This morning, I had the pleasure of speaking with my fellow co-leaders in the Legal Marketing Association’s Social Media Special Interest Group (LMA Social Media SIG for short). Our main purpose was to debrief on our group’s activities at the conference, to see what worked well and what didn’t, but by virtue of the conversation, we ended up talking about the conference in general and some of the anecdotal feedback that we’d heard. 

One of the interesting points that was raised was it had been suggested that the Zappos session, bringing in an outside-of-the-industry speaker, was either loved or hated. Loved, because, as I’ve mentioned before, it was excellent, or hated because people didn’t understand how a customer-driven organization like Zappos could have any relevance to legal marketing. 

Sigh. 


Continue Reading Legal Marketers – Let’s Raise the Bar

It’s been a week since I returned home from the LMA’s Annual Conference, and I’m still digesting everything that went on there – it was a non-stop whirlwind of networking, meetups with social media friends and ILN marketers, face-time with new attendees, and conference sessions (as well as a LOT of food). LMA served its purpose once again though, and I’ve returned to the office with new vigor, feeling more inspired than when I left! Even better for this Social Media Special Interest Group Co-Leader? Not only did I get to see my friends and make new connections face to face, but #LMA13 was trending on Twitter! (Pictured are fellow co-leaders Gail Lamarche of Henderson Franklin and Nancy Myrland, Myrland Marketing with me. Not pictured are Lance Godard of JD Supra, who was unable to join us, and Laura Toledo, Tenrec, who was ill).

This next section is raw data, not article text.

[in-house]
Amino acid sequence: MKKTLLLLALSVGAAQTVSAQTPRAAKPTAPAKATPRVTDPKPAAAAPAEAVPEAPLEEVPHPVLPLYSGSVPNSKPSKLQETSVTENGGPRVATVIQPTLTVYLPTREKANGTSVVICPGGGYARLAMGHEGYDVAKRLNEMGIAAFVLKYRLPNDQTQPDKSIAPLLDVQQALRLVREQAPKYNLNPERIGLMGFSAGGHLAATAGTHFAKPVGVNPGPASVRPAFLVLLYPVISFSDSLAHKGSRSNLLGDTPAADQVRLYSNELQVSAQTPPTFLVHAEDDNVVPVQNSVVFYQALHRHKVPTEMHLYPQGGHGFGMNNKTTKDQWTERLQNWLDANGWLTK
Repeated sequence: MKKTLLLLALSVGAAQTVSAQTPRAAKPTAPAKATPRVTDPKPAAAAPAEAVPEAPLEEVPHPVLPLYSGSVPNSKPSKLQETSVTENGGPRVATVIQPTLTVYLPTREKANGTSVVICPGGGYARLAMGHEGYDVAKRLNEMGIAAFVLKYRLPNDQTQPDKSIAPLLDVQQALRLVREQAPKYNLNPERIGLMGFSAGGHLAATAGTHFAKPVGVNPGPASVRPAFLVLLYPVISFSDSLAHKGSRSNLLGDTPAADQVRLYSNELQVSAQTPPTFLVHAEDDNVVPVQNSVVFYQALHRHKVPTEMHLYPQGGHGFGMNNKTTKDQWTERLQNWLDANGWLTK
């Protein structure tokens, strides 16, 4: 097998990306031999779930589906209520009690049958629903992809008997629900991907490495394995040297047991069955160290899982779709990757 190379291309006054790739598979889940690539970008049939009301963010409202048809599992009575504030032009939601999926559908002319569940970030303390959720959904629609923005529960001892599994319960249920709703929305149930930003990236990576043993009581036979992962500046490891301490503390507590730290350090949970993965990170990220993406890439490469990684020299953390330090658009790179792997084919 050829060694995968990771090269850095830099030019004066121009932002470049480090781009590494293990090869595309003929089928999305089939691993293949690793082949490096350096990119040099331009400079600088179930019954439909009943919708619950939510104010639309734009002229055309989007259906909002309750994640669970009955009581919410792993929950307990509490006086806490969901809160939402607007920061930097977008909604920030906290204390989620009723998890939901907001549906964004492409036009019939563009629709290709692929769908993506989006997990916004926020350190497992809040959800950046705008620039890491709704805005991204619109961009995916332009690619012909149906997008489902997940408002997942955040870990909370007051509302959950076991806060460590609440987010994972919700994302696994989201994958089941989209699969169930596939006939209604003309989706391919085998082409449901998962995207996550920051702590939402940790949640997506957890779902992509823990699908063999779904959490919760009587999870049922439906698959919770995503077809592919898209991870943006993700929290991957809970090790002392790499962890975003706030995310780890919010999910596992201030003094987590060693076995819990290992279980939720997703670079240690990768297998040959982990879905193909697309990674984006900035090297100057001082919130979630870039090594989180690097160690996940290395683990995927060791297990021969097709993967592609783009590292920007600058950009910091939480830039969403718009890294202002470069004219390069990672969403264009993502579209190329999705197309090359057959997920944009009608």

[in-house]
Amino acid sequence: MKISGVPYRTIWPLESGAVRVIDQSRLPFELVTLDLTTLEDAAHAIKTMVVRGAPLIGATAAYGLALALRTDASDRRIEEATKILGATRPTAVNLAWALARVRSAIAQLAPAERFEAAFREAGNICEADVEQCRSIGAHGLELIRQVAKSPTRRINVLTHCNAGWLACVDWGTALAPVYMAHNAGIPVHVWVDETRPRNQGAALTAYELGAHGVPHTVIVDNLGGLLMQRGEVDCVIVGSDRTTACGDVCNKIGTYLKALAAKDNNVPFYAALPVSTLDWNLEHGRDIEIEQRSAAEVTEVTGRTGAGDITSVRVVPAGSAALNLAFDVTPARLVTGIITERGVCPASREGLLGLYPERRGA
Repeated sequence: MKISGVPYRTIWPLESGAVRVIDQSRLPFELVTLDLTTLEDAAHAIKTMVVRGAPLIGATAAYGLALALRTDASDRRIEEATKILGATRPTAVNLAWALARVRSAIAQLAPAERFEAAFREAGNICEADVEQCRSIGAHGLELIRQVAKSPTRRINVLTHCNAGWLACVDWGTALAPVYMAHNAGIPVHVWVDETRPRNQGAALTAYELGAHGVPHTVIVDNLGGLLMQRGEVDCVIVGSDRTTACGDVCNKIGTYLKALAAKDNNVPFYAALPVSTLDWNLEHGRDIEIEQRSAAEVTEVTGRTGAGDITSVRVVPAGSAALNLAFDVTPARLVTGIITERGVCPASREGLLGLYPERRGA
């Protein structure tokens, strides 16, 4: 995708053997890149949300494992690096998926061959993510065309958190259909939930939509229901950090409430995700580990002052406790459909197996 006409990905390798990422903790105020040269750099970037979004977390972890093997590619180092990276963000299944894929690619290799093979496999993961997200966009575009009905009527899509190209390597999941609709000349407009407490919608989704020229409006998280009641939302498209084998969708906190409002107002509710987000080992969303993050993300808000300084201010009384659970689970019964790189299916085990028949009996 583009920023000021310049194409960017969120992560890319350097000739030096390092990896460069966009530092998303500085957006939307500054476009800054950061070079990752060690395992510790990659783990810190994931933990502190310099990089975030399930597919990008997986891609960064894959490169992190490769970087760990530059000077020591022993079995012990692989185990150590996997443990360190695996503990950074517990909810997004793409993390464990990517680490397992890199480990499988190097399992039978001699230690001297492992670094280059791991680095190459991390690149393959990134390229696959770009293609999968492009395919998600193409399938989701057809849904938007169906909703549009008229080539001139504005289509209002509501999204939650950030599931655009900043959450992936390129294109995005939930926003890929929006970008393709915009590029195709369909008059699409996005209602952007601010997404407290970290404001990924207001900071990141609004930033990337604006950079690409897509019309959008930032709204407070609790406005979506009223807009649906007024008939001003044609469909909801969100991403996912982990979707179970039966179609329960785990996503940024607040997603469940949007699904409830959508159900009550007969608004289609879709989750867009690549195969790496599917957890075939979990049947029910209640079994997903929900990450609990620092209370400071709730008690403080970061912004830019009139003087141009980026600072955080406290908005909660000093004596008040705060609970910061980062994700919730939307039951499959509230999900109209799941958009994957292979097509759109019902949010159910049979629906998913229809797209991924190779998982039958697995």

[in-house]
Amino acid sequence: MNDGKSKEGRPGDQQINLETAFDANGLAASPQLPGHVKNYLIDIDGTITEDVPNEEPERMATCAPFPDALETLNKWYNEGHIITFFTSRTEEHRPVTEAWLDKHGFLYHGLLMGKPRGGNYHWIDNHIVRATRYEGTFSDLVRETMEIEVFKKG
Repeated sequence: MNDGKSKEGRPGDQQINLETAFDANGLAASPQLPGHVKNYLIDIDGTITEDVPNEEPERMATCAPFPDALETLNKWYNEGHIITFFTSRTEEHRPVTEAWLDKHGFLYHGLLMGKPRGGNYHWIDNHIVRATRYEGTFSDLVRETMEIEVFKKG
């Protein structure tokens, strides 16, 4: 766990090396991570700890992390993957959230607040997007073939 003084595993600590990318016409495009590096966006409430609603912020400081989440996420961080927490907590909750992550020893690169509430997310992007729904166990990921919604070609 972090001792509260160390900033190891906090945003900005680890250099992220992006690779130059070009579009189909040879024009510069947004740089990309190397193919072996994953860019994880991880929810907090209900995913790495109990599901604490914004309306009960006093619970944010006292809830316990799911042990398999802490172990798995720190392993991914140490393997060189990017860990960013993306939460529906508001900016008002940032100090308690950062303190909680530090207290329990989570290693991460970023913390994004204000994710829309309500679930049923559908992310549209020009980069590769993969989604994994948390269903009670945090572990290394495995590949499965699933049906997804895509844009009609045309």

There will be several recap posts to come, but while I’m still ruminating on those, I thought I’d share with you my three favorite sessions, as well as what’s on my reading list now that I’ve returned home. Keep an eye out for the recaps on these sessions! 


Continue Reading LMA Annual Conference – A Quick Debrief

My final session of the first day of the conference was “The Evolution of the Law Firm Brand: How to Promote the Individual Attorneys within the Parameters of the Firm’s Brand.” Panelists included Aden Dauchess, the Director of Digital Media with Womble Carlyle, Robert Algeri, Partner of Great Jakes Marketing, Joe Calve, the CMO for Morrison & Foerster, and Peter Winzig, the Director of Marketing and Corporate Development for Weltman, Weinberg & Reis. The panel was moderated by Adrian Dayton, CEO of Adrian Dayton & Associates.

The room was quickly filled with interested attendees, and soon it was not only standing room only, but full enough to turn people away.